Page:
Second, the ALJ's credibility finding was specific, it was not patently wrong, and it will not be disturbed by this Court. While the ALJ's credibility determination relied in part on the language sharply criticized by the Seventh Circuit in Bjornson v. Astrue, 671 F.3d 640, 645 (7th Cir. 2012), the decision went beyond the boilerplate by noting that her allegations of recent leakage were not supported by any medical evidence. The lack of objective evidence is not by itself reason to find Morgan's testimony to be incredible, see Schmidt v. Barnhart, 395 F.3d 737, 746-47 (7th Cir. 2005), but Morgan has not shown that the ALJ was unreasonable in giving greater weight to the medical evidence, which failed to support her objective complaints of recent leakage, than it did to her testimony.

B. Depression

Morgan next faults the ALJ's finding that her depression was not a severe impairment. She points to two reports, one of which diagnosed her with major depression, and another with post-traumatic stress disorder. Both reports assess Morgan's GAF score in a range indicating serious impairments in social and/or occupational functioning. Morgan further argues that the ALJ disregarded the problems she described at the hearing and during psychiatric consultative examinations, such as extreme embarrassment and stress related to her fistula.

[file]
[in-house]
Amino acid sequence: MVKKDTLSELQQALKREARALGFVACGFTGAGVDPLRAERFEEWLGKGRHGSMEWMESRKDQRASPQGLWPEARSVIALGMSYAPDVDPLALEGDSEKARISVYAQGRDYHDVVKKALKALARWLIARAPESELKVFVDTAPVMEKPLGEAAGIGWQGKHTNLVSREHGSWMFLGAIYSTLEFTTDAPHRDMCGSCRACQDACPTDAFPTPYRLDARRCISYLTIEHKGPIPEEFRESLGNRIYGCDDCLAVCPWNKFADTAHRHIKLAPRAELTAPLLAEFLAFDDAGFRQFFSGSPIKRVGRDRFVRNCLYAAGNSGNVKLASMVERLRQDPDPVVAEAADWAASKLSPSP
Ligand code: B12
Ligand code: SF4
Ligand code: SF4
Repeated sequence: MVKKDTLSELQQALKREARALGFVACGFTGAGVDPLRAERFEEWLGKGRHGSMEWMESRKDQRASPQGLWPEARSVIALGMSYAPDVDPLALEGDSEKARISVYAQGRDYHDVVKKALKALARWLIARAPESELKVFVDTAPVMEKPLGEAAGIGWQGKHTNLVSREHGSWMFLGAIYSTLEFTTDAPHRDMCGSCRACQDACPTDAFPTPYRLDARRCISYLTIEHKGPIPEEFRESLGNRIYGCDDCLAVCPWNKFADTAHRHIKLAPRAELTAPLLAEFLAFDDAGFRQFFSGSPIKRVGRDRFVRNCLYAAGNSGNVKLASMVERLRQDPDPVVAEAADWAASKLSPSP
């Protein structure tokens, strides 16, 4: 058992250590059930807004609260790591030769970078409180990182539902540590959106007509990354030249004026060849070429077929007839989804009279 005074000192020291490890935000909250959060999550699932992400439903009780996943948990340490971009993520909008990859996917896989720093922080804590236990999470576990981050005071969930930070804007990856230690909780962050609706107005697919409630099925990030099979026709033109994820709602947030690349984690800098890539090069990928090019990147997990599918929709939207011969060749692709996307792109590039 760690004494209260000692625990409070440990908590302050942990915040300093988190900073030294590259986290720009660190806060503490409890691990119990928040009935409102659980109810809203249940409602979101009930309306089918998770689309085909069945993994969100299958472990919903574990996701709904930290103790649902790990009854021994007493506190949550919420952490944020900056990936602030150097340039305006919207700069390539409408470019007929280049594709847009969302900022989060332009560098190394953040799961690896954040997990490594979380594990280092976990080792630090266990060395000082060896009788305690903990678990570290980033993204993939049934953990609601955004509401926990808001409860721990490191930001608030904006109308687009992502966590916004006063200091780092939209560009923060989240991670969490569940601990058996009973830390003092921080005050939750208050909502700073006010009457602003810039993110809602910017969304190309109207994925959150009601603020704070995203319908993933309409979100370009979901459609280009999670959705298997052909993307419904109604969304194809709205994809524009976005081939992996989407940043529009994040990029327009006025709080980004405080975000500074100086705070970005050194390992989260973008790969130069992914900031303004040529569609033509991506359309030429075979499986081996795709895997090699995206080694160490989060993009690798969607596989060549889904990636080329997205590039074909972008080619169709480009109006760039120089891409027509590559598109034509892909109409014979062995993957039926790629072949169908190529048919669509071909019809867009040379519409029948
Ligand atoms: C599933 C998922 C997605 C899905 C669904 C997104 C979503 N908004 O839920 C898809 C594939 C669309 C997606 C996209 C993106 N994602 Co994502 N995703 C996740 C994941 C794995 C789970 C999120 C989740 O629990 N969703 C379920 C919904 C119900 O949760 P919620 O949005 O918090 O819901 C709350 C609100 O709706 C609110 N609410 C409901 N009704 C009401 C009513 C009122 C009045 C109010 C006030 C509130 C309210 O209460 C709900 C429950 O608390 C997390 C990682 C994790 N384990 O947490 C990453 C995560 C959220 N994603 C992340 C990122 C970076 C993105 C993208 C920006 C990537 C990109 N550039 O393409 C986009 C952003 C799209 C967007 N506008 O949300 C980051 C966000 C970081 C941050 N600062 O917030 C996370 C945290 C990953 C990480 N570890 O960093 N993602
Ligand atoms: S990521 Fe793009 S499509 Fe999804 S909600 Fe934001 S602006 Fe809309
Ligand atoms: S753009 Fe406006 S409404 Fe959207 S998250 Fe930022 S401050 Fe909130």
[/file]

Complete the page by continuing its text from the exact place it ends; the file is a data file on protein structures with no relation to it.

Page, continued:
In finding that Morgan's depression was not severe, the ALJ considered the four functional areas set out in the regulations for evaluating mental disorders, otherwise known as the "paragraph B" criteria. The ALJ found that Morgan had no limitation in the first functional area (activities of daily living), mild limitations in the second and third areas (social functioning and concentration, persistence, or pace), and in the fourth area, he found no episodes of decompensation. See 20 C.F.R. § 404.1520a(d)(1) ("If we rate the degree of your limitation in the first three functional areas as 'none' or 'mild' and 'none' in the fourth area, we will generally conclude that your impairment(s) is not severe, unless the evidence otherwise indicates that there is more than a minimal limitation in your ability to do basic work activities.").